One consistent finding with the evidence is that over some 40 years the placebo response has been getting stronger and the effect of the psychoactive drug weaker, meaning the difference has diminished. This may be because less sick people are being treated and included in trials. Another consistent finding is that drugs plus psychotherapy works better than either treatment alone. The intensity of treatment is also important, with, for example, 12 sessions of psychotherapy being more effective if delivered twice a week rather than once a week. The quality of the relationship between the doctor and the patient is also crucial, with a good relationship meaning not only that talking treatments are more effective but also drug treatments. A placebo delivered in a good relationship may be as effective as an active drug delivered in a poor relationship.
Gøtzsche agrees that psychotherapy can be effective, even, he believes, with severely psychotic patients. Perhaps psychiatry has been diverted by being too concerned with drug treatments, particularly when, as we heard in the morning’s session of the conference, drug companies have pursued a mission of increasing the number of people taking their drugs rather than producing more effective drugs.
Now, said Frances, the worried well are being treated on a huge scale while this is the worst time ever to be severely mentally ill in the US. About a fifth of the population in the US is taking a psychoactive drug but perhaps 4-5% are really sick. The privatisation of services for the severely ill has meant that many, some 300 000 patients, have ended up in prison or on the streets; and in prison it is the psychotic who end up in solitary confinement (the worst thing possible for a seriously ill patient) or being raped. The UK, warned Frances, is going the same way.
Psychiatrists may have forgotten, he suggested, that the brain is the most complicated thing in the universe. Schizophrenia may be a 1000 different conditions, as may Alzheimer’s disease and other psychiatric conditions. Changing diagnostic criteria means, said Frances, that they are getting closer and closer to normal. Some 105 genes have been associated with schizophrenia, but these findings are unlikely to lead to better treatments. Personalised medicine, he said, is a marketing term.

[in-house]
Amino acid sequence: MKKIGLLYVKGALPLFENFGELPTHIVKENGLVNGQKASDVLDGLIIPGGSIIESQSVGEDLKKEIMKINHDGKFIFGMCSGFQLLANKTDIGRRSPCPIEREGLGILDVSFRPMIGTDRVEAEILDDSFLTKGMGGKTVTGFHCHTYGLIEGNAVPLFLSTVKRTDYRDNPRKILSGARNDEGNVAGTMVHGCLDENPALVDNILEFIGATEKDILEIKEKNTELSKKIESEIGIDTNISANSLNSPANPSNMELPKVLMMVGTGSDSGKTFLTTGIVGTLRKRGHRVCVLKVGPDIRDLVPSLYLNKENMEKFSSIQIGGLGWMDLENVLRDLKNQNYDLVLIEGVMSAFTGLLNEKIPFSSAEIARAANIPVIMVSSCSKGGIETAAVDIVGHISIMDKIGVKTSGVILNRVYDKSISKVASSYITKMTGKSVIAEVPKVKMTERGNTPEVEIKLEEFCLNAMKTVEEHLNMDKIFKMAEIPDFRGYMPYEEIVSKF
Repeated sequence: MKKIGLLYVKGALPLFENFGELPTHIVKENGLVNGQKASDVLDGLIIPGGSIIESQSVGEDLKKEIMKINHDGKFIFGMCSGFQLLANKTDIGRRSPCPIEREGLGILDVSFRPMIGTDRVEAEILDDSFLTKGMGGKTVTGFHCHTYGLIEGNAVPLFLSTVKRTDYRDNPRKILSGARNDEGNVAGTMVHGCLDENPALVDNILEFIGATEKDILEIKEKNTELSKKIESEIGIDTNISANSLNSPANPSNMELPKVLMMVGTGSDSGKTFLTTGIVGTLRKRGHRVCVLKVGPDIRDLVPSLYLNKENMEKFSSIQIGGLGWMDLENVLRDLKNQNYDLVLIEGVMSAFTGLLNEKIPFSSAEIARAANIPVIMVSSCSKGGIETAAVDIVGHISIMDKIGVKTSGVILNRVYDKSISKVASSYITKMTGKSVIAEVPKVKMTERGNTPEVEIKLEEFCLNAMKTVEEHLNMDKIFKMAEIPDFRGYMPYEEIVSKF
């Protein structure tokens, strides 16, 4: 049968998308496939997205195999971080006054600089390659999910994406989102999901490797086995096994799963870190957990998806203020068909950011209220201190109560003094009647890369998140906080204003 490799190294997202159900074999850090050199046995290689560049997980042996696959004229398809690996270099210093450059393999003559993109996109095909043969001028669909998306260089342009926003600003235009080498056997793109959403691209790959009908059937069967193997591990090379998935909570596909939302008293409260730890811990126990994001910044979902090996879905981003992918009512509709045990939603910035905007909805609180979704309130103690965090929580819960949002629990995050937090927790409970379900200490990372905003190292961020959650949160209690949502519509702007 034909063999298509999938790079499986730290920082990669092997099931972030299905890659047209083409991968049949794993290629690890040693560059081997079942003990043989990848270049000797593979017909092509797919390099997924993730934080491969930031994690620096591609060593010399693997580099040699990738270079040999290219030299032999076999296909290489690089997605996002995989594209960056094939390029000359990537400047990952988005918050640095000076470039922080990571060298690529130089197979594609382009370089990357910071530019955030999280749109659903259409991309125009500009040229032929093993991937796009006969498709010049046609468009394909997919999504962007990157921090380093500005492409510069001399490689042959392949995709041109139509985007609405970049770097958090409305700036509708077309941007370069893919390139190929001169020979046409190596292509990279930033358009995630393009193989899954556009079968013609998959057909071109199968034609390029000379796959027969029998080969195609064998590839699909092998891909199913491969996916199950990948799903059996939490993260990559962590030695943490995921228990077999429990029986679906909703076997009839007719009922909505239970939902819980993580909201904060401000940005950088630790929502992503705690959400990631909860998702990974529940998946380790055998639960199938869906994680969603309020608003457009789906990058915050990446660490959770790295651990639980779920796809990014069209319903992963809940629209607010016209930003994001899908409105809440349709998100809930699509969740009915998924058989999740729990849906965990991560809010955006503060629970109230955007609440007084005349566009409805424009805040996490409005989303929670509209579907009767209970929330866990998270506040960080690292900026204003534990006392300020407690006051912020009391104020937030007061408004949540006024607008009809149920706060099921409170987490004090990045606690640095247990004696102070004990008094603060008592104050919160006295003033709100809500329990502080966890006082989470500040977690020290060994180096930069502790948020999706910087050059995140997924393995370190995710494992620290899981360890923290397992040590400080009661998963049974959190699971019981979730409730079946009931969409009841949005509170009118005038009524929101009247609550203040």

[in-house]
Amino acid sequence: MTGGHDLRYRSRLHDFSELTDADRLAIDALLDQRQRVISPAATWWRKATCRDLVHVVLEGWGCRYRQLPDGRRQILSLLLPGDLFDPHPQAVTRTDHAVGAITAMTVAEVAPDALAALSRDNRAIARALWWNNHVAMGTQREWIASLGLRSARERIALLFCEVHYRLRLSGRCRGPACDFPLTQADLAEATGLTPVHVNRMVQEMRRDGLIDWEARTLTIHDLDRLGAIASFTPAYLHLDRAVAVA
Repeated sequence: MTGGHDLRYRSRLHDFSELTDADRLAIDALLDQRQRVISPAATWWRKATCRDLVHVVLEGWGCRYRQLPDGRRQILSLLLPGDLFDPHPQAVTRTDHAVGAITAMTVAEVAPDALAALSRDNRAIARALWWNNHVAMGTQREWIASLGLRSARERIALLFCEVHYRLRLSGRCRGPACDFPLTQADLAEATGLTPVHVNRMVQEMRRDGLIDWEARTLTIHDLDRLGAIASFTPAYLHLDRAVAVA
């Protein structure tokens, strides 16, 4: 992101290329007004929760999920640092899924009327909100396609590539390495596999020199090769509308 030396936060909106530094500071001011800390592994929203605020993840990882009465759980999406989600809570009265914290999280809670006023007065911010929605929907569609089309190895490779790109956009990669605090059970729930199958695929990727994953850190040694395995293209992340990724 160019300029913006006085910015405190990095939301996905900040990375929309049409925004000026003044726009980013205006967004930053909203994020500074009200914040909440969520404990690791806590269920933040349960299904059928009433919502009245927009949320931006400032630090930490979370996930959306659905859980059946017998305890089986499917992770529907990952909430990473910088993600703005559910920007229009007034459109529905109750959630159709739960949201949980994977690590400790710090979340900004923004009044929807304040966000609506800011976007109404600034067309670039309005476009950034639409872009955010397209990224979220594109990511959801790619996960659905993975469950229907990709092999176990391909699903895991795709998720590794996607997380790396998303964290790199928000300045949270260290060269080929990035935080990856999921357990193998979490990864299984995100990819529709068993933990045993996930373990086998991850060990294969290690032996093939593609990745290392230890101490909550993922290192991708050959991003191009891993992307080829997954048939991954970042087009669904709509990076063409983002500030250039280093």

Hippocrates, said Frances, made his statement of “first do no harm” to counter overtreatment and cruel treatments happening elsewhere in Greece. The history of medicine and psychiatry is filled with ineffective and often cruel treatments. A third of patients, he said, will recover without treatment, and another third will not respond to treatment. Doctors must be prognostications and treat the middle third, avoid treating those who will recover untreated, and help as much as possible, perhaps through social support, those who do not respond.
The audience was left with the impression that Gøtzsche may have overdone his condemnation of psychiatry but that his attack needed to be taken seriously. Psychiatry seems to have lost its way, as, I believe, has all of medicine. The response should not be to refuse to listen to criticisms, as the Dutch organisation for psychiatrists advised, but to listen to and use them as a stimulus to deep examination of current practice.
Richard Smith was the editor of The BMJ until 2004.
Competing interest: RS chaired the day’s meeting and had his expenses paid (at least he hopes he will).